There was a bedside table. A glass of water, a bottle of pills, and a book rested on it. I moved across the room and looked at the book. It was called Hitler’s Permanent Wave: How the Führer Escaped Berlin and Began a New Life as a Ladies’ Hairdresser in South America.
Its three hundred pages of nonsense had been penned by someone called Titus Scrivener. I flipped open the cover to see whether the inside flap held any further information on Scrivener. Instead I found an inscription on the title page: To Derek Clapham – time for the truth – best wishes, Titus.
So, presumably, this was Clapham’s apartment.
But I had forgotten why I was flipping through Clapham’s bedtime reading. Downstairs in the restaurant, there had been blood on the ceiling.
Up here, in the apartment there should be a corresponding pool of blood on the floor. I’d been too diverted by a creaking floorboard and a cat to focus on the main purpose of my mission.
If the blood had been leaking on to our table below, which room of the apartment would it be in?
I glanced out of the window into the street to help me get my bearings. The Smugglers was slightly to my left. When we were sitting in the restaurant, Shirley and I had been exactly opposite the pub.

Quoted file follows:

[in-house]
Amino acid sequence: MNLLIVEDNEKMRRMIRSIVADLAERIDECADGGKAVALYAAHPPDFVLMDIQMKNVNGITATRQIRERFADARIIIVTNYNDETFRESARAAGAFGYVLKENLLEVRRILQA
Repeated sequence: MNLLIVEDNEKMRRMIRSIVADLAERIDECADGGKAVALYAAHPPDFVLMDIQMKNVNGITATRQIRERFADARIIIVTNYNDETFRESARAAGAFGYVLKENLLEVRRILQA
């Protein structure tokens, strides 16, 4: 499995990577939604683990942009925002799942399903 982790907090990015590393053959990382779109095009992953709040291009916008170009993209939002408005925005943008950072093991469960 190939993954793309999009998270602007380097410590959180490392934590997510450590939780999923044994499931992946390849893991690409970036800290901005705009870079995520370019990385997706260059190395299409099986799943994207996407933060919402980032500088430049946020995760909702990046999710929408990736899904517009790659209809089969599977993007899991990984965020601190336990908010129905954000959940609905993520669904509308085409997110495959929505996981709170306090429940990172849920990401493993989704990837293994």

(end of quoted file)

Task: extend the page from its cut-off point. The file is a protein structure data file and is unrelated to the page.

So that must mean the blood was in the lighted room. The room that had been to my right when I’d come up the stairs.
I hurried out of the bedroom, thoughtfully turning off the light after me.
I crossed the landing and entered what was obviously a sitting room. In the middle of the room, there was an ancient settee upholstered in brown leather. The leather had long ago faded and started to crack. A small Indian rug covered the bare floorboards in front of the settee. There was an easy chair piled high with an eclectic collection of old newspapers and magazines. I spotted the Daily Telegraph, the New York Herald-Tribune (European edition), the Spectator, the New Daily, Paris Match and La Stampa.